: : >>> Because under an operating system with protected memory, such as Unix or
: : >>> VMS, it is impossible for a virus to spread.
: Wrong, only unlikely, "today". See below.
: : Bob> Actually, as others have pointed out to me, it is possible for a virus
: : Bob> to spread on a UNIX machine. It is, however, difficult for a virus
: : Bob> to do anything very "useful" in a unix environment. An infected user
: : Bob> might lose all his files, a stupid administrator who runs downloaded
: : Bob> programs as root might even lose a complete system, but in the main,
: : Bob> Unix file system protections greatly limit a viruses scope.
: : Programs which operate as such are not viri. A computer virus is a program
: : that replicates itself, on its own, whether you want it to or not; that's
: : the definition of a virus. As none of these replicate themselves, they are
: : not viri. A trojan horse is something disguised as something else; hacked
: : system files such as ``ls'' or stuff pulled from the nets which do
: : unexpected things outside of their scope are trojan horses, not viri.
: : Bob> BTW, the OS's protected memory scheme protects users from each other,
: : Bob> it is not the mechanism that protects Unix from viruses.
: : Yes, it does. If a virus can't wedge itself into memory somewhere, it can't
: : replicate itself. If it can't replicate itself, it can't spread. Game over.
: If a program can infect another program, it has replicated itself. It
: is not necessary for a virus to be "wedged into memory". It is very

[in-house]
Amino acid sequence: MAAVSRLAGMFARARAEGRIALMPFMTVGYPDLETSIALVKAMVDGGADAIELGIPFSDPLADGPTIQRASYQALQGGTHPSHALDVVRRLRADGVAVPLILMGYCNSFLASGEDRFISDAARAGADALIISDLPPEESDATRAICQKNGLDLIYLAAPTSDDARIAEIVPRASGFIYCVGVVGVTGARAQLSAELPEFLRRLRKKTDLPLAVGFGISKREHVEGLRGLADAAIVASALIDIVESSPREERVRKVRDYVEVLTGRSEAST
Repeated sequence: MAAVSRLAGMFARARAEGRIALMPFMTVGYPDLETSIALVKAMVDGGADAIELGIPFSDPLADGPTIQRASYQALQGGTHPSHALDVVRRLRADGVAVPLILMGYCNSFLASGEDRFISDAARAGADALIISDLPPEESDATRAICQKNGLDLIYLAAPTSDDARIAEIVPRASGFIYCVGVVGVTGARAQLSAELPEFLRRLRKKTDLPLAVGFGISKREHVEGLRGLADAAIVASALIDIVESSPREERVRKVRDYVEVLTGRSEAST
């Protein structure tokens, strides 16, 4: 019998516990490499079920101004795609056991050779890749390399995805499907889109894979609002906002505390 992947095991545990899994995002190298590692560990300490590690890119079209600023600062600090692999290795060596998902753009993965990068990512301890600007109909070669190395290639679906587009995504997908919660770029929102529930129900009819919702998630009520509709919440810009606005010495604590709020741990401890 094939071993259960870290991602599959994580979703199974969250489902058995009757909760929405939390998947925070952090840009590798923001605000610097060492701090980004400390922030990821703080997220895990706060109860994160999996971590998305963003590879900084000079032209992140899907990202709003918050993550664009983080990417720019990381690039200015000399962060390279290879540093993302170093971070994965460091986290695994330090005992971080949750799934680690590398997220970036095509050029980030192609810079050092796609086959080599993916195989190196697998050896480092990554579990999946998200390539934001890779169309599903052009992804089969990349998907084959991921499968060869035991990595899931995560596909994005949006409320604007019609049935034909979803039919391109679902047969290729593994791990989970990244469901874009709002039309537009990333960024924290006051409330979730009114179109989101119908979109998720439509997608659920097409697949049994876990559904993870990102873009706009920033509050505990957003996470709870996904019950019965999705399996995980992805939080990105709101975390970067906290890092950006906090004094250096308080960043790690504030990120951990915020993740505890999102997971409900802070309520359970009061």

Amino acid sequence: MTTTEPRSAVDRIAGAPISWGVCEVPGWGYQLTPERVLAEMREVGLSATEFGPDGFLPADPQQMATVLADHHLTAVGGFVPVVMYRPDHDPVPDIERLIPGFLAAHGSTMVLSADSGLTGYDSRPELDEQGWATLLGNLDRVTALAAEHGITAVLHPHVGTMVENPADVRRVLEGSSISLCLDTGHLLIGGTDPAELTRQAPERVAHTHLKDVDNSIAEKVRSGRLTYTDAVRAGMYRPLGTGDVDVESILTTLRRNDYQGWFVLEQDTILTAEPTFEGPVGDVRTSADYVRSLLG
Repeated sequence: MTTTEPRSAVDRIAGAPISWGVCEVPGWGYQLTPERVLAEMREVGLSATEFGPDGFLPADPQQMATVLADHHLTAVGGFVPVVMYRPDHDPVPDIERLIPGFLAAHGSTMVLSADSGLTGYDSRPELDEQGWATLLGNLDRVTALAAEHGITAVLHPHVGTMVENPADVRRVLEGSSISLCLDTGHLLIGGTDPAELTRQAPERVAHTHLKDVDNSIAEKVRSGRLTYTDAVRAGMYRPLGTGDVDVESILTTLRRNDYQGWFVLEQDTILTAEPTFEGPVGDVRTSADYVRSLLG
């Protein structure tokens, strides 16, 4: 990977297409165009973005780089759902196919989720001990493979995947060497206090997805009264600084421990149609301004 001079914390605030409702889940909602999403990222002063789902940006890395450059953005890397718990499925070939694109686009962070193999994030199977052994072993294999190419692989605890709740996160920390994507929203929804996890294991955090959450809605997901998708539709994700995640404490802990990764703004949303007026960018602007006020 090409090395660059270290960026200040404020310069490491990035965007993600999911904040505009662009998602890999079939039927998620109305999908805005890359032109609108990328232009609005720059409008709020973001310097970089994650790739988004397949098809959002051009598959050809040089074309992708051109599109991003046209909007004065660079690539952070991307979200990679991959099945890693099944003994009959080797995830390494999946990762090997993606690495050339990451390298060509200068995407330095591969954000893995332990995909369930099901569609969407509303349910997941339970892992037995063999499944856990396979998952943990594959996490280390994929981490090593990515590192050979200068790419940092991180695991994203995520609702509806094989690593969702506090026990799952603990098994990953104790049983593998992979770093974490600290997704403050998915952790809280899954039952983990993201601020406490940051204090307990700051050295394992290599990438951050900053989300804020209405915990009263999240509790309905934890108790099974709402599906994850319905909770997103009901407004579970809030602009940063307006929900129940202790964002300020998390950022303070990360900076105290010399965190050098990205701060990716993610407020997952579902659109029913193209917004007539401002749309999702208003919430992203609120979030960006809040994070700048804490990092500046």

: possible (and even normal in the DOS world) for a program to make changes,
: add code, etc., to other executables in your local directory. It is even
: possible for such a program to check to see if it has privileges, and
: infect programs in the normal Unix locations: /bin, /usr/bin, /opt/bin,
: etc. It is also possible for an infected program to spawn a process that
: looks for "opportunities" in the running system to infect still other
: programs, or even other sytems in a networked environment. It is also
: possible for a trojan horse to carry the virus, and infect other executables
: it has read/write access to. So, whether or not you have a protected
: memory environment, you're vulnerable. If you don't have a secure system,
: you can be infected. It's also possible for an executable to be infected,
: and not do any damage until it's executed with privilege. Makes you
: think, doesn't it?
: BTW, a running process makes a pretty good substitute for being
: "wedged into memory somewhere", doesn't it?
: The game, as they say, is not quite over.
: If power corrupts, and absolute power corrupts absolutely,
: government corruption WILL be reduced by reducing government power. q.e.d.
: Bob Stewart (KB9ZW)
: wk USA (310) 335-7152
Brighton Health Care NHS Trust, UK
The ideas, suggestions, jokes, cautions, complaints, comments, scripts, insults,